We all know that comic book artist Frank Miller is an arrogant macho jerkwad, but I didn’t know the magnitude of his jerkwadiness. He’s written an angry diatribe against the Occupy Wall Street movement.
The “Occupy” movement, whether displaying itself on Wall Street or in the streets of Oakland (which has, with unspeakable cowardice, embraced it) is anything but an exercise of our blessed First Amendment. “Occupy” is nothing but a pack of louts, thieves, and rapists, an unruly mob, fed by Woodstock-era nostalgia and putrid false righteousness. These clowns can do nothing but harm America.
And then he gets really cranky.
Apparently, us liberals are hurting America, because we’ve got a war to fight against al-Quaeda and Islamicism, and we need to get out of the way so the investment bankers can fight it for us. I guess wrecking the economy was all part of a secret plan to defeat terrorism.
Anyway, ol’ Frank lives in a cartoon fantasy world where violence solves everything, and all it takes to solve a problem is a bigger gun and the will to use it indiscriminately, which I think we all could have learned from his graphic novels and movies without reading his blog. And now that we’ve read his blog, we don’t need to pay for his commercial products anymore! Miller’s simple-mindedness stands exposed even further.
Which is funny if you think about it. Could anyone take 300 seriously? I giggled through it all — it was hysterically campy, all macho homoeroticism energetically portrayed with a complete lack of awareness of how over-the-top it all was. It fervently espoused an elitist right-wing view of the world, where only kings ruled divinely and the peons were all slaughtered off-stage.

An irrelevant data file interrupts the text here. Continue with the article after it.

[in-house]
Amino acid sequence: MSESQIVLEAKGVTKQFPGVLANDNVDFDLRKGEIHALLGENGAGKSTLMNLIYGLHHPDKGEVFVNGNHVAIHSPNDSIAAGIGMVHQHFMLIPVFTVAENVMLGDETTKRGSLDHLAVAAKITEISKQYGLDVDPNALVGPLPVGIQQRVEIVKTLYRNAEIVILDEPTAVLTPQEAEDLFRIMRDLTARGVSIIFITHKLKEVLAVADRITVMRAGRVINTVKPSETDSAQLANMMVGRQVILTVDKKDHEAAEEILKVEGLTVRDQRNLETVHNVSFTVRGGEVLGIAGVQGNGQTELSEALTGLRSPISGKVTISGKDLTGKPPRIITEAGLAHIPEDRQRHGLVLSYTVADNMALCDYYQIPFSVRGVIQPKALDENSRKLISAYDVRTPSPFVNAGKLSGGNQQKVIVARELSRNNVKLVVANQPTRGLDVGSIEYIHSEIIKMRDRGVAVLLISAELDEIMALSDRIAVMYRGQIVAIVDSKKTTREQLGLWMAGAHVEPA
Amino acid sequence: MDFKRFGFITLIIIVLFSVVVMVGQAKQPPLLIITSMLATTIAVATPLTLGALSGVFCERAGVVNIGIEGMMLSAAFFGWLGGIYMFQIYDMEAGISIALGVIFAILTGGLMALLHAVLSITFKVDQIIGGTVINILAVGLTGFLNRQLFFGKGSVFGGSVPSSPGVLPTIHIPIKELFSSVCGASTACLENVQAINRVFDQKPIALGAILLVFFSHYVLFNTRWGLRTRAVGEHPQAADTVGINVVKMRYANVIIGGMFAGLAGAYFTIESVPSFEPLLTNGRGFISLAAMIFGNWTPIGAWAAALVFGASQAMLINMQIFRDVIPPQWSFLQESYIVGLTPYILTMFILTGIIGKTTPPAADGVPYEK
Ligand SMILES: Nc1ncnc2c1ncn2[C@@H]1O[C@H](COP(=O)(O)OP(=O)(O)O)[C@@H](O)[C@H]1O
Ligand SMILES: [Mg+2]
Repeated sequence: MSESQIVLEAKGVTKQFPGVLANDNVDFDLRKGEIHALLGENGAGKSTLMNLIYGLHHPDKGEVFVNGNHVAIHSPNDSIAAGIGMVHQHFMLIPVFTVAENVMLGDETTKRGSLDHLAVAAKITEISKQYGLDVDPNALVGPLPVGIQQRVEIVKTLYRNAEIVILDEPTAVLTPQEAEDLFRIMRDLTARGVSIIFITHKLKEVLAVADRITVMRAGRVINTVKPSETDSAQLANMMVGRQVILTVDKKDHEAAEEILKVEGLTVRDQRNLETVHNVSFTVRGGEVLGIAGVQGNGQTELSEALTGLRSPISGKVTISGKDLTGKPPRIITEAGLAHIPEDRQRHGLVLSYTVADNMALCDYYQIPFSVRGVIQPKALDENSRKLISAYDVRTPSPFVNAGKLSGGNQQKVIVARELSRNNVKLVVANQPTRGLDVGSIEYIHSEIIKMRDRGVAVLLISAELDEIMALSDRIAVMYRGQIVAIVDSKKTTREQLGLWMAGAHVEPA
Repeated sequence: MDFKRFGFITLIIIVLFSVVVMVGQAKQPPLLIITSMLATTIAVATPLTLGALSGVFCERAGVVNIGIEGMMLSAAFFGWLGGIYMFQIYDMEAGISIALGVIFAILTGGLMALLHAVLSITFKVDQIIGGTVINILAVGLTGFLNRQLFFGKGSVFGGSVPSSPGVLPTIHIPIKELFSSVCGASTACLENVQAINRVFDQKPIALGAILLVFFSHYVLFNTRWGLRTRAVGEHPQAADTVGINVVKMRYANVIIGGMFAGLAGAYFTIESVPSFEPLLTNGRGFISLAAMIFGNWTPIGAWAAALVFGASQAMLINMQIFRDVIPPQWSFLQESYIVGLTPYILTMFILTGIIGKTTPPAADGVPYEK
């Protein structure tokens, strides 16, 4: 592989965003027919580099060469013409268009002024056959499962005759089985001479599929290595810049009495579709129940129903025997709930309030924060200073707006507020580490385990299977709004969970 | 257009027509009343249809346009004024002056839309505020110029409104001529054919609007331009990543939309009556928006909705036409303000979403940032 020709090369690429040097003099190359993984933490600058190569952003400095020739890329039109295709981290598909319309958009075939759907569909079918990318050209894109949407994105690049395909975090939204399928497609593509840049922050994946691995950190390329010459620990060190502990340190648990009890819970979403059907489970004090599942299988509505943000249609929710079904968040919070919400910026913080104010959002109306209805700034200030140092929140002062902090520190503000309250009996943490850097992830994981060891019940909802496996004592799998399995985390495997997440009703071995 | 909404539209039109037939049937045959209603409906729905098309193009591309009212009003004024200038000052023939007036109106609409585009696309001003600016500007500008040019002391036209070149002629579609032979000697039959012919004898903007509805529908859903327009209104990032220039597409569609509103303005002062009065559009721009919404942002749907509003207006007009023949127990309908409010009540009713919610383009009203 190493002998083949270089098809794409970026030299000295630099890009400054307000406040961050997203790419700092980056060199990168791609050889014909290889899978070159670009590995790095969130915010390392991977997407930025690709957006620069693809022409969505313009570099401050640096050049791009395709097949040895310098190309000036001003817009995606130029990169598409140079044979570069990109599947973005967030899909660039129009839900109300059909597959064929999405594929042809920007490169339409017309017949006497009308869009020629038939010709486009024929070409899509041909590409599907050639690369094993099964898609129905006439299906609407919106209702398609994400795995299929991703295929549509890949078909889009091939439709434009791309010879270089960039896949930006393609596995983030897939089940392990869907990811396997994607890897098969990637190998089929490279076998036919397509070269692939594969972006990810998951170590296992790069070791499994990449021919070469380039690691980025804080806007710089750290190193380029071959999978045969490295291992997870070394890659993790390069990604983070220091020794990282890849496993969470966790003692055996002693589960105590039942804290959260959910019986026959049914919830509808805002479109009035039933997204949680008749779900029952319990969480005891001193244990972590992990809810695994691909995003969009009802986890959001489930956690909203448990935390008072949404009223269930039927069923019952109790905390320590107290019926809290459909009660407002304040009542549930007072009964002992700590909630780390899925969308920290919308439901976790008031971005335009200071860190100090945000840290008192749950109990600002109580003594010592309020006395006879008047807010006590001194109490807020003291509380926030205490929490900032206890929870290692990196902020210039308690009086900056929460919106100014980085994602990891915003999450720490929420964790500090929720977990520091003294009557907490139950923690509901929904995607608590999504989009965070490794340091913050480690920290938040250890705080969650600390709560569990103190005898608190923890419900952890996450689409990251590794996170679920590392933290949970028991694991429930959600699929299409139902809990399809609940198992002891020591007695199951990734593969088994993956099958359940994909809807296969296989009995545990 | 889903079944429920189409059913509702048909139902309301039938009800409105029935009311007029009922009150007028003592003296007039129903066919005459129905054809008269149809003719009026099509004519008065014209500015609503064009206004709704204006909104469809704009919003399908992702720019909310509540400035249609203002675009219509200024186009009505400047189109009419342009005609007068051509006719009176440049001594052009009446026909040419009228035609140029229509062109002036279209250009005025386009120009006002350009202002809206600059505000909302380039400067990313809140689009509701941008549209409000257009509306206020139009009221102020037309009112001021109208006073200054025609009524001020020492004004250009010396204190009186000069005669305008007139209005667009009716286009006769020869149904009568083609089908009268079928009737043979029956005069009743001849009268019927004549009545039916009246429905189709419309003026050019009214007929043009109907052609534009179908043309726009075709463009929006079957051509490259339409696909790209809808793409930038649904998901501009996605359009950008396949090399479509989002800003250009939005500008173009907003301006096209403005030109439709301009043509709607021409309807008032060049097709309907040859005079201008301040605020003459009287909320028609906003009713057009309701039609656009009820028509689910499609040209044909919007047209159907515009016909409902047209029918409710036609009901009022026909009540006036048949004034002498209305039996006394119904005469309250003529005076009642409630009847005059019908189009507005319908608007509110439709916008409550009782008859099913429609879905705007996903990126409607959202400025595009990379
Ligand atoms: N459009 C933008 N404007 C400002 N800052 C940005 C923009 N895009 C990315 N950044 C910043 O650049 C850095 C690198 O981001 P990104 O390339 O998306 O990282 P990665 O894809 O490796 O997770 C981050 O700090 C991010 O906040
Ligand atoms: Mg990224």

David Brin has sallied forth to smite the lunacy. He takes an interesting approach: he discredits Miller’s authority on history by utterly demolishing the pseudo-history of 300. It seems hardly worth doing — didn’t we already know that 300 was a great goofy ahistorical joke? — but there’s a nice analogy to be drawn. The contempt Miller shows for the 99% protesting American economic inequality is paralleled in the contempt he shows for everyone other than royalty and professional killers in his work.
Frank Miller rails against effete, pansy-boy militias of amateur, citizen soldiers. But funny thing, none of his Spartan characters ever mentions those events, just a decade earlier! How bakers, potters and poets from Athens – after vanquishing one giant invading army, then ran 26 miles in full armor to face down a second Persian horde and sent it packing, a feat of endurance that gave its name to the modern marathon race. A feat that goes unmatched today. Especially by Spartans.
That Athenian triumph deserves a movie! And believe me, it weighed heavily on the real life Leonidas, ten years later. “300″ author Frank Miller portrays the Spartans’ preening arrogance in the best possible light, as a kind of endearing tribal machismo. Miller never hints at the underlying reason for Leonidas’s rant, a deep current of smoldering shame over how Sparta sat out Marathon, leaving it to Athenian amateurs, like the playwright Aeschelus, to save all of Greece. The “shopkeepers” whom Leonidas outrageously and ungratefully despises in the film.
It just goes to show you can’t trust a fascist thug to recognize reality.
By the way, is it required for comic book artists to be crazy, or does it just help? (Uh-oh, I know Melissa Kaercher…what dark secrets lurk beneath her superficially normal (OK, mostly normal) personality?)